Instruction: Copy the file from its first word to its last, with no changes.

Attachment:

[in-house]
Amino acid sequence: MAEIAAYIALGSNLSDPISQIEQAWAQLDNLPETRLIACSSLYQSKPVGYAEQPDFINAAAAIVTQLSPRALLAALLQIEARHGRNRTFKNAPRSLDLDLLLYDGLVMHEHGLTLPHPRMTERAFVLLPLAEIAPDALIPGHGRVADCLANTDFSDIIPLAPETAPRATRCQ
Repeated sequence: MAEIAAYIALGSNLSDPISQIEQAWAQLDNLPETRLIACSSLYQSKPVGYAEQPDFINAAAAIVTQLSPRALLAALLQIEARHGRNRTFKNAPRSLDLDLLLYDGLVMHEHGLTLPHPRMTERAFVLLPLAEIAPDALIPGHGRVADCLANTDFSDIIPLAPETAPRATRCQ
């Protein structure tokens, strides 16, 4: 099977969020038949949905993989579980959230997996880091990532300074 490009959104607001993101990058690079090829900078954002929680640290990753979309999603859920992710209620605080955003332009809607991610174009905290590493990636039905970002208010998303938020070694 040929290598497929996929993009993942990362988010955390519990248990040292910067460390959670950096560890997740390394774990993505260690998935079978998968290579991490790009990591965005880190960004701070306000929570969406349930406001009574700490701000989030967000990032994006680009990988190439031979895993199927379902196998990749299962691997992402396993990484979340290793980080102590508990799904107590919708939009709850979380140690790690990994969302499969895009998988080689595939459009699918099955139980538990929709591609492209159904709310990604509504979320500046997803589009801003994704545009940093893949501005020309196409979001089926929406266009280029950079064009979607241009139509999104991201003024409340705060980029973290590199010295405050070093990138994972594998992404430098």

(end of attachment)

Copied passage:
[in-house]
Amino acid sequence: MAEIAAYIALGSNLSDPISQIEQAWAQLDNLPETRLIACSSLYQSKPVGYAEQPDFINAAAAIVTQLSPRALLAALLQIEARHGRNRTFKNAPRSLDLDLLLYDGLVMHEHGLTLPHPRMTERAFVLLPLAEIAPDALIPGHGRVADCLANTDFSDIIPLAPETAPRATRCQ
Repeated sequence: MAEIAAYIALGSNLSDPISQIEQAWAQLDNLPETRLIACSSLYQSKPVGYAEQPDFINAAAAIVTQLSPRALLAALLQIEARHGRNRTFKNAPRSLDLDLLLYDGLVMHEHGLTLPHPRMTERAFVLLPLAEIAPDALIPGHGRVADCLANTDFSDIIPLAPETAPRATRCQ
């Protein structure tokens, strides 16, 4: 099977969020038949949905993989579980959230997996880091990532300074 490009959104607001993101990058690079090829900078954002929680640290990753979309999603859920992710209620605080955003332009809607991610174009905290590493990636039905970002208010998303938020070694 040929290598497929996929993009993942990362988010955390519990248990040292910067460390959670950096560890997740390394774990993505260690998935079978998968290579991490790009990591965005880190960004701070306000929570969406349930406001009574700490701000989030967000990032994006680009990988190439031979895993199927379902196998990749299962691997992402396993990484979340290793980080102590508990799904107590919708939009709850979380140690790690990994969302499969895009998988080689595939459009699918099955139980538990929709591609492209159904709310990604509504979320500046997803589009801003994704545009940093893949501005020309196409979001089926929406266009280029950079064009979607241009139509999104991201003024409340705060980029973290590199010295405050070093990138994972594998992404430098």